AXA announces giant secondary deal

AXA Private Equity announced late last week that it has acquired a $1.9 billion portfolio of limited partner positions from Bank of America.

It’s the largest disclosed secondary transaction since California Public Employees’ Retirement System sold a legacy portfolio at the end of 2007 for $2.1 billion, and it is perhaps an indication that buyers and sellers are finally bridging their long-standing price gap.

Initially, the transaction looks like a win-win for both AXA and BoA. The financial terms are not disclosed, but it’s safe to assume that AXA paid less than it would have if BoA were to have opened the process to competitive bidding. Moreover, continued economic recovery should help the portfolio increase in value over time.

BoA, on the other hand, likely made out much better than it would have were it to have sold the portfolio 18 months ago, when it reportedly first began considering a sale. (Furthermore, the timeline of the sale indicates that BoA’s interest in selling was perhaps not related to the proposed Volcker Rule, which would seemingly require banks to divest private equity investments. It is possible, however, that the Volcker Rule helped push the sale along).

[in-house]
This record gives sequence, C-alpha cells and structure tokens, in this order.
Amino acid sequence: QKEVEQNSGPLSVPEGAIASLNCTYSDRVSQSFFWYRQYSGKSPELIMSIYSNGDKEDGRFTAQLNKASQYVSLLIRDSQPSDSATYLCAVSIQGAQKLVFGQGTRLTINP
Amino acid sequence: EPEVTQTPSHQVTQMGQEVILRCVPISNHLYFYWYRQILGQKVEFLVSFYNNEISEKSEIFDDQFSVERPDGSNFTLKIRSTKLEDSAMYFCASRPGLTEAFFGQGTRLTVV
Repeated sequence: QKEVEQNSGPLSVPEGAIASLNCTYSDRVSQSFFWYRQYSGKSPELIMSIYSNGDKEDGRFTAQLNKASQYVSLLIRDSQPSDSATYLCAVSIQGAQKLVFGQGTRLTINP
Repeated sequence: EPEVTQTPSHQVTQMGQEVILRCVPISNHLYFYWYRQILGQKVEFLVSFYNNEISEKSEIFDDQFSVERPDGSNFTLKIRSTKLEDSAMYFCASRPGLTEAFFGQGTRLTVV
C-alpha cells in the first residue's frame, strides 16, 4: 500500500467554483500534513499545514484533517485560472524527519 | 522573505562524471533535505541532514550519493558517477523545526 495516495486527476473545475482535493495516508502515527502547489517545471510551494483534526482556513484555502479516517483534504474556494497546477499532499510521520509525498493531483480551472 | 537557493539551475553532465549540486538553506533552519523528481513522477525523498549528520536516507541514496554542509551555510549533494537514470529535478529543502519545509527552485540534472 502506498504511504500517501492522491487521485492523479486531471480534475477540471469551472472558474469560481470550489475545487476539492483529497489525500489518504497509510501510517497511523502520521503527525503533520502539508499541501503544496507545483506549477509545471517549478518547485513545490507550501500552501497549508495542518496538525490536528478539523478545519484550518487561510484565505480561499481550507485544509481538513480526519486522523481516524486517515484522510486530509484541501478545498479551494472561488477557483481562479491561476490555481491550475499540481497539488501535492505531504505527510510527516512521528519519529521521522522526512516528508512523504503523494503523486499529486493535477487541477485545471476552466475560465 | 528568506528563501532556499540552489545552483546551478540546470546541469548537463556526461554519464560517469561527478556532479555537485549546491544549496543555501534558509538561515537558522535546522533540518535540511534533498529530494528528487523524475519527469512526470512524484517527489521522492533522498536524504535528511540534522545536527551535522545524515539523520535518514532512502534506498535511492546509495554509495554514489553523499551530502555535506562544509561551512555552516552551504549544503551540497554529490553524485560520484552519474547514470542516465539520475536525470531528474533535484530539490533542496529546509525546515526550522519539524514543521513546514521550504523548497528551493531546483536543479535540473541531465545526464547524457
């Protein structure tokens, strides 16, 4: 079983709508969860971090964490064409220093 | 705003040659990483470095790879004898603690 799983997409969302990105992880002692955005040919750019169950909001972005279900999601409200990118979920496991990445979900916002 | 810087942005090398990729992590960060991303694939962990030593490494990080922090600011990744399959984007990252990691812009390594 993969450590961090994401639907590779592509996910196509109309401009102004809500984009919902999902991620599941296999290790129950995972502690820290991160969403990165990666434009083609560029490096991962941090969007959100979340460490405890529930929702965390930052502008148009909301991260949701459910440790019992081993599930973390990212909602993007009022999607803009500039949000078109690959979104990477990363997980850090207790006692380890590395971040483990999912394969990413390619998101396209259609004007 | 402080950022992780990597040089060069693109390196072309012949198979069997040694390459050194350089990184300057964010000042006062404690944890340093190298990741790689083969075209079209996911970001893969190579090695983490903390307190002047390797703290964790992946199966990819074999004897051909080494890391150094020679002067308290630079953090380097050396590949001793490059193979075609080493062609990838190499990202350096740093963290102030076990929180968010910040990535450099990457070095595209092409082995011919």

Vincent Gombault, AXA’s fund-of-funds managing director, confirmed that the portfolio consists of 90% buyout funds, of which 30% are considered “large funds.” He says that the portfolio is considered “mature,” with about 60% of commitments already called down.

Gombault says that he expects to see several more secondary deals of $1.5 billion or more in value over the next 12 months.

He declined to discuss specific pricing for the BoA deal, but said typical secondary pricing right now was at a single-digit discount to net asset value (NAV). This compares to 20% to 30% discounts in December and up to 70% discounts at the peak of the financial crisis.

The last time secondary buyers regularly paid premiums to NAV was in 2006 and 2007, of up to 20 percent.

“Pricing is not as important to us as the strength of the assets,” said Gombault, who recently returned to France after an extended stay in New York due to the Icelandic volcano. “If you buy weak assets at a deep discount, your discount will be never-ending.” —Dan Primack